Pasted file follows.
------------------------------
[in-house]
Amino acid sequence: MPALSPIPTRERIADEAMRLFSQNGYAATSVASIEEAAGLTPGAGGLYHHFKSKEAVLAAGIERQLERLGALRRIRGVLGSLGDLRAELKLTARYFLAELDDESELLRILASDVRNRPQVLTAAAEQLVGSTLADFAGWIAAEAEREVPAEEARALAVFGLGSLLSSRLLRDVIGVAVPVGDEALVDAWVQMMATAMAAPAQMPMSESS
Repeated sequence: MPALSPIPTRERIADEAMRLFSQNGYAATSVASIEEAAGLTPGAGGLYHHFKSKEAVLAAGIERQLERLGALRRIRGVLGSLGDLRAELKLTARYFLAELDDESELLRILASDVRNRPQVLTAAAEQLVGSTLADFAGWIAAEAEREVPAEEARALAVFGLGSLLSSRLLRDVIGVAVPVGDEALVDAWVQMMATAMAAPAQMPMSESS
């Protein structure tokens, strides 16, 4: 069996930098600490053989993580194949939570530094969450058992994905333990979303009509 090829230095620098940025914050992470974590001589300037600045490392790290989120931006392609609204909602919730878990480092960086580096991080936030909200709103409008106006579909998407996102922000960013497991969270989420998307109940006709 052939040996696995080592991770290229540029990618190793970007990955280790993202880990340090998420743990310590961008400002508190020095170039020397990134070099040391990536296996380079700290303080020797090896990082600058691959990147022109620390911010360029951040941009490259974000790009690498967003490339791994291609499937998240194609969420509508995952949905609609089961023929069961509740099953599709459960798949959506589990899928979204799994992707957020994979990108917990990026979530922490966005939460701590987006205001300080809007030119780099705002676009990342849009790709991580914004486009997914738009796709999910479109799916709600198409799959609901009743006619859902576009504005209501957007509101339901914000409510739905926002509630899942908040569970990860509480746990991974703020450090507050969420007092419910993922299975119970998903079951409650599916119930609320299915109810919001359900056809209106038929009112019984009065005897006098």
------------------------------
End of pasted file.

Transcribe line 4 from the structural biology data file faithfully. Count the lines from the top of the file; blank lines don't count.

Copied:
């Protein structure tokens, strides 16, 4: 069996930098600490053989993580194949939570530094969450058992994905333990979303009509 090829230095620098940025914050992470974590001589300037600045490392790290989120931006392609609204909602919730878990480092960086580096991080936030909200709103409008106006579909998407996102922000960013497991969270989420998307109940006709 052939040996696995080592991770290229540029990618190793970007990955280790993202880990340090998420743990310590961008400002508190020095170039020397990134070099040391990536296996380079700290303080020797090896990082600058691959990147022109620390911010360029951040941009490259974000790009690498967003490339791994291609499937998240194609969420509508995952949905609609089961023929069961509740099953599709459960798949959506589990899928979204799994992707957020994979990108917990990026979530922490966005939460701590987006205001300080809007030119780099705002676009990342849009790709991580914004486009997914738009796709999910479109799916709600198409799959609901009743006619859902576009504005209501957007509101339901914000409510739905926002509630899942908040569970990860509480746990991974703020450090507050969420007092419910993922299975119970998903079951409650599916119930609320299915109810919001359900056809209106038929009112019984009065005897006098």